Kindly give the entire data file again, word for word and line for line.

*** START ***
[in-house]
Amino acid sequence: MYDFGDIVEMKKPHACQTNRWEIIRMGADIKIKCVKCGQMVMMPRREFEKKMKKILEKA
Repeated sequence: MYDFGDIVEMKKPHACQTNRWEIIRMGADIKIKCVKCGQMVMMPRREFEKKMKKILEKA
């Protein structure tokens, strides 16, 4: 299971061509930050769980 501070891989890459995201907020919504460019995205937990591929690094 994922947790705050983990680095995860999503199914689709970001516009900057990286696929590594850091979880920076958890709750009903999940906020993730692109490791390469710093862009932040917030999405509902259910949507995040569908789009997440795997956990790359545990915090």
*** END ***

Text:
[in-house]
Amino acid sequence: MYDFGDIVEMKKPHACQTNRWEIIRMGADIKIKCVKCGQMVMMPRREFEKKMKKILEKA
Repeated sequence: MYDFGDIVEMKKPHACQTNRWEIIRMGADIKIKCVKCGQMVMMPRREFEKKMKKILEKA
């Protein structure tokens, strides 16, 4: 299971061509930050769980 501070891989890459995201907020919504460019995205937990591929690094 994922947790705050983990680095995860999503199914689709970001516009900057990286696929590594850091979880920076958890709750009903999940906020993730692109490791390469710093862009932040917030999405509902259910949507995040569908789009997440795997956990790359545990915090």